And we thought the mud-slinging would be done in early November. Cam being honest with Auburn is the news-worthy piece of the statement. We all learned in the dealing with Dez Bryant and Deion Sanders that the "powers that be" in college football dislike nothing more than dishonesty during investigations. If Newton has come forward to Auburn with all the facts (that he knows), than he cannot be expected to do any more for the university. Well, that is not completely true. He could continue to boost the program's worth by making the first-strings in "the best defensive conference in the nation" look like scout teams, and any hardware he collects wouldn't hurt either.
The comments in the second paragraph about "violation of federal privacy laws" and "stoop to that level as others have apparently done" provide some tasty material in the war of words between Auburn and Florida. Clearly Jacobs is referencing the allegations that the source of the Newton leak have come from within Florida's camp, specifically tied to head coach Urban Meyer. With South Carolina's loss to Arkansas on Saturday, Florida has moved into a tie for first-place in the SEC East. The Gators could likely see Newton and the Tigers in the SEC Championship Game in Atlanta. After all this controversy, we can only hope it comes to that. Right?
Posted on: November 9, 2010 12:01 am
Edited on: November 9, 2010 12:13 am
Posted by Adam Jacobi
The latest BCS rankings are out, and there's not much to be surprised about; Auburn is No. 1, Oregon is No. 2, and TCU is No. 3. In the human polls, Oregon's easily the top-ranked team. and anyone who actually watches the games can see why: the Ducks play football at an undeniably higher level than anybody else in college football. It's that simple.
Ah, but this column is not to argue that Oregon deserves the top spot in the BCS rankings over Auburn; not only is that argument obvious, it's immaterial, because it wouldn't alter the BCS Championship Game in any way. No, the real issue here is that as of right now, Auburn doesn't belong in the national title game; TCU does.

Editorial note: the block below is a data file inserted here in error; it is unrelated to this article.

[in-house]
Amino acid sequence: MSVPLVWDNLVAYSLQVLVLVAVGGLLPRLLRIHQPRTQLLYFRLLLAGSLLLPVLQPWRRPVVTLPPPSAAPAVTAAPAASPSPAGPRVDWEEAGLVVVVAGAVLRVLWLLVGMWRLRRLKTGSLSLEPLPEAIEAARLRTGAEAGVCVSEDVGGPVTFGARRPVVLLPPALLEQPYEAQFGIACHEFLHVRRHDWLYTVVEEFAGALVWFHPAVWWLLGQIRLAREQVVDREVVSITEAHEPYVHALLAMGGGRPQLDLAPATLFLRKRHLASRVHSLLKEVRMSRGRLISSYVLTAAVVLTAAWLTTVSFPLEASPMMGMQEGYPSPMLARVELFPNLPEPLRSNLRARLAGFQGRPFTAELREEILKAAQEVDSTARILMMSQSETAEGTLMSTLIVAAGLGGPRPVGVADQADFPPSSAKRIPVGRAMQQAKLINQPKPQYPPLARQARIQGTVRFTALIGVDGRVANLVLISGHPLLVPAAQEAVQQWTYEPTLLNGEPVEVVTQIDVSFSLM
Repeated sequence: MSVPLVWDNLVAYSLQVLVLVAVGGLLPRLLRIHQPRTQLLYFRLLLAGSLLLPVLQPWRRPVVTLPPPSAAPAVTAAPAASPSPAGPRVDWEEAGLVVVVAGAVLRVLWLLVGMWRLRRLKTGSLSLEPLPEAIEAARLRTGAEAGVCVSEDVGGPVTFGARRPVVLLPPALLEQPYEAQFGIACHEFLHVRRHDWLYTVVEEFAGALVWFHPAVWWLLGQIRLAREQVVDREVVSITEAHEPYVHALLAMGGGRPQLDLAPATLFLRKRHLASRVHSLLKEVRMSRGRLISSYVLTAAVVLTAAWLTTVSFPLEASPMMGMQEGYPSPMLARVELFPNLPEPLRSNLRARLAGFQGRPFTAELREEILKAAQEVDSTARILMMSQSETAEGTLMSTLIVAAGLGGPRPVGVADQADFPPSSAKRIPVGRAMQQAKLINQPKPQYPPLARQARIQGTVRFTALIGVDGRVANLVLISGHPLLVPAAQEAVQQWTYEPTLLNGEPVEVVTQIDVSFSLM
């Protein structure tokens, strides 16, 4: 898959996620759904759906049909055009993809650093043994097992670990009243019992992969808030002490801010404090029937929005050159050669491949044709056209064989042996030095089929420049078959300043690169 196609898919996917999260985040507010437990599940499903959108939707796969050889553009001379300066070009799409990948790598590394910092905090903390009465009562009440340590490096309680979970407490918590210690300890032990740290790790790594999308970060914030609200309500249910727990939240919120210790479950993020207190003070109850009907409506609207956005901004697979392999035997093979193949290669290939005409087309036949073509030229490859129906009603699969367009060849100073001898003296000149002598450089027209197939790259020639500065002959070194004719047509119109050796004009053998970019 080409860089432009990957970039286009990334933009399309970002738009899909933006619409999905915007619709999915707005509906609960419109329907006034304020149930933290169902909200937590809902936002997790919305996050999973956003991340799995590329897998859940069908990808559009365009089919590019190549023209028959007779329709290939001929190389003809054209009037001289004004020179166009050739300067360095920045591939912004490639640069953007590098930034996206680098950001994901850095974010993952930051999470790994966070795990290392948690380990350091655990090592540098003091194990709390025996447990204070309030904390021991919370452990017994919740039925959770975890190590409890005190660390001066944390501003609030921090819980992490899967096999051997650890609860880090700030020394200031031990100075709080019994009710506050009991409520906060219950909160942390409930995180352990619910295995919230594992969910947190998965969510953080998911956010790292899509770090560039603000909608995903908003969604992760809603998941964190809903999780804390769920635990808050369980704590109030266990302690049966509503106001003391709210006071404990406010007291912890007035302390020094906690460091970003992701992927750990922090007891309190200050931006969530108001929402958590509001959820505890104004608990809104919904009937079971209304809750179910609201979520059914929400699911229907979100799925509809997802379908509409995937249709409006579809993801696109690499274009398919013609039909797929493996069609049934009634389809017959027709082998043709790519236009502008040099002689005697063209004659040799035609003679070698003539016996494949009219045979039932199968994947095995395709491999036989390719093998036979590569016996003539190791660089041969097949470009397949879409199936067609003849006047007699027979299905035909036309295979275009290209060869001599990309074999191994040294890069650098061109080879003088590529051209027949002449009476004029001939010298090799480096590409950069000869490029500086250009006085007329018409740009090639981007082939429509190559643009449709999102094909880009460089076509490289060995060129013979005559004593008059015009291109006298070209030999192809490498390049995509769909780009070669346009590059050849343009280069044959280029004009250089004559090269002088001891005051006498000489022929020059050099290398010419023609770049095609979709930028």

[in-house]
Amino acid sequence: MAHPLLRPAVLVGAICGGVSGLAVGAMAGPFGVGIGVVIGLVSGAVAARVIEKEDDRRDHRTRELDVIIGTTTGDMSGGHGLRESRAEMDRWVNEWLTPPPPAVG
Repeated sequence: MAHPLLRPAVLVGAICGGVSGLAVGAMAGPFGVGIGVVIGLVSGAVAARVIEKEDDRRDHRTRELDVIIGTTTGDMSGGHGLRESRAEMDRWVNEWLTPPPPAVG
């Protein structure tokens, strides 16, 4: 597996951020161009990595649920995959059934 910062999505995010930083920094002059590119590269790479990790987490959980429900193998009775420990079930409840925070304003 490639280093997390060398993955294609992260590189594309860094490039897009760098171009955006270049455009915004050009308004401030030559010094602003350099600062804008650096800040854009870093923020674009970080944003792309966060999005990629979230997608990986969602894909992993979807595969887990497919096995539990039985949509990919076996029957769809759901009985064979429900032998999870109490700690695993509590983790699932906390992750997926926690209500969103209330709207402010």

Here's the deal. First off, there is no single-game performance Auburn has under its belt this season that is as impressive as TCU's 47-7 dismantling of Utah at Rice-Eccles Stadium. Yes, Auburn beat LSU by a whole touchdown after rushing for 440 yards. Auburn also played every single non-conference game at home, against Chattanooga, UL-Monroe, Arkansas State, and Clemson (who, not surprisingly, took Auburn to overtime and likely would have won at Clemson). Auburn's best road win? 17-14 over Mississippi State. The fact that Auburn has gotten away with such scaredy-cat scheduling is a testament to the water carried by SEC apologists more than any serious examination of the Tigers' schedule. Auburn's strength of schedule is 40th in the Sagarin ratings. Granted, TCU's is 62nd, but that's not exactly the chasm of competition that any college football fan south of the Mason-Dixon would have you believe.
Second, and more to the point of deserving the No. 2 ranking: TCU would beat Auburn, and maybe by double-digits. Sure, TCU has never seen an offense like Auburn's or a quarterback like Cam Newton. By the same token, the Auburn offense has never seen a defense like TCU's, which is head-and-shoulders above everybody else's -- even LSU's.
In fact, between the two teams' offensive and defensive units, there's only one spot of mediocrity, and that's Auburn's defense. The Tigers gave up 43 points to Arkansas at Auburn -- and most of those points were to the Razorbacks' backup quarterback. The Auburn starters gave up two first-half touchdowns to Chattanooga, 16 first-half points to Arkansas State, 34 points to Kentucky, and 31 to Ole Miss. What's more likely: TCU puts up 30 on the Auburn defense, or Auburn scores 30 on TCU's? There's no way Auburn's the right answer there.
Look again at the Sagarin ratings linked above. TCU is ranked second. Auburn is fourth. In terms of the predictor (which uses point differential, which is strictly verboten in the BCS), TCU is still second. Auburn? 11th. On a neutral field -- like, say, a bowl game -- TCU would be favored in this matchup. Why? Because right now, TCU is better than Auburn.
Of course, this is all academic; as Dennis Dodd has correctly pointed out, if Auburn wins at Alabama two weeks from now then dispatches its SEC East opponent for the conference crown, the Tigers will likely have proven that they deserve the BCS Championship Game berth. Those are both big ifs; Auburn hasn't proven itself as a serious title contender away from Jordan-Hare yet. The Tigers win both of those, and they've earned a top spot. Until then, though, the TCU Horned Frogs deserve the title shot -- not Auburn -- and it would thus be erroneous to act disappointed if the Tigers stumble and "let" TCU into the BCS Championship spot they've earned so far.
Also, it's obviously worth mentioning that the fact that this debate even needs to take place at all is ludicrous; there should be a four-team playoff. A plus-one, if you will. TCU and Auburn deserve to settle this score on the field, and Auburn fans deserve to watch the real title contender through 10 weeks prove its mettle.